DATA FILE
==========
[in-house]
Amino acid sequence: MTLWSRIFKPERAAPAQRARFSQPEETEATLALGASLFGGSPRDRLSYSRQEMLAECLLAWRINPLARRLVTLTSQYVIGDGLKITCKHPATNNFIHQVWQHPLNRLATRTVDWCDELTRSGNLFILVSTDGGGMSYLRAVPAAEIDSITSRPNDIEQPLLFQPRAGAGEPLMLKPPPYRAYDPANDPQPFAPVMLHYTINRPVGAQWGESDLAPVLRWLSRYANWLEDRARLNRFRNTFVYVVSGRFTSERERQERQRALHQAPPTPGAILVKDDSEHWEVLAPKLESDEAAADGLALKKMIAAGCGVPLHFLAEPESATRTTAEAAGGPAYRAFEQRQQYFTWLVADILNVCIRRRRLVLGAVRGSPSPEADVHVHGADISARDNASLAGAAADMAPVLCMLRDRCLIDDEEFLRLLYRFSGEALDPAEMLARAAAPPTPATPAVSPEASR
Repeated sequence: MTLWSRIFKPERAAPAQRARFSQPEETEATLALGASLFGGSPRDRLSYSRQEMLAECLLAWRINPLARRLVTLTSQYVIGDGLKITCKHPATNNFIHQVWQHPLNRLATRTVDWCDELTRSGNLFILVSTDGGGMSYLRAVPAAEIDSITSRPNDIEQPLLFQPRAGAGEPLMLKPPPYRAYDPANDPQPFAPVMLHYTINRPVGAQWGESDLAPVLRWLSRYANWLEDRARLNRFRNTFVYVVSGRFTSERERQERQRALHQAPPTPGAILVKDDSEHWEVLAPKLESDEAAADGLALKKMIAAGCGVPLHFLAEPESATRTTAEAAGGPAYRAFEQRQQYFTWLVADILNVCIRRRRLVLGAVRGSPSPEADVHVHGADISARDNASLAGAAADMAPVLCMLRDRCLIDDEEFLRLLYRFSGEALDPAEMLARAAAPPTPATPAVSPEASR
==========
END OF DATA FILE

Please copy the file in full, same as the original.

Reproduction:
[in-house]
Amino acid sequence: MTLWSRIFKPERAAPAQRARFSQPEETEATLALGASLFGGSPRDRLSYSRQEMLAECLLAWRINPLARRLVTLTSQYVIGDGLKITCKHPATNNFIHQVWQHPLNRLATRTVDWCDELTRSGNLFILVSTDGGGMSYLRAVPAAEIDSITSRPNDIEQPLLFQPRAGAGEPLMLKPPPYRAYDPANDPQPFAPVMLHYTINRPVGAQWGESDLAPVLRWLSRYANWLEDRARLNRFRNTFVYVVSGRFTSERERQERQRALHQAPPTPGAILVKDDSEHWEVLAPKLESDEAAADGLALKKMIAAGCGVPLHFLAEPESATRTTAEAAGGPAYRAFEQRQQYFTWLVADILNVCIRRRRLVLGAVRGSPSPEADVHVHGADISARDNASLAGAAADMAPVLCMLRDRCLIDDEEFLRLLYRFSGEALDPAEMLARAAAPPTPATPAVSPEASR
Repeated sequence: MTLWSRIFKPERAAPAQRARFSQPEETEATLALGASLFGGSPRDRLSYSRQEMLAECLLAWRINPLARRLVTLTSQYVIGDGLKITCKHPATNNFIHQVWQHPLNRLATRTVDWCDELTRSGNLFILVSTDGGGMSYLRAVPAAEIDSITSRPNDIEQPLLFQPRAGAGEPLMLKPPPYRAYDPANDPQPFAPVMLHYTINRPVGAQWGESDLAPVLRWLSRYANWLEDRARLNRFRNTFVYVVSGRFTSERERQERQRALHQAPPTPGAILVKDDSEHWEVLAPKLESDEAAADGLALKKMIAAGCGVPLHFLAEPESATRTTAEAAGGPAYRAFEQRQQYFTWLVADILNVCIRRRRLVLGAVRGSPSPEADVHVHGADISARDNASLAGAAADMAPVLCMLRDRCLIDDEEFLRLLYRFSGEALDPAEMLARAAAPPTPATPAVSPEASR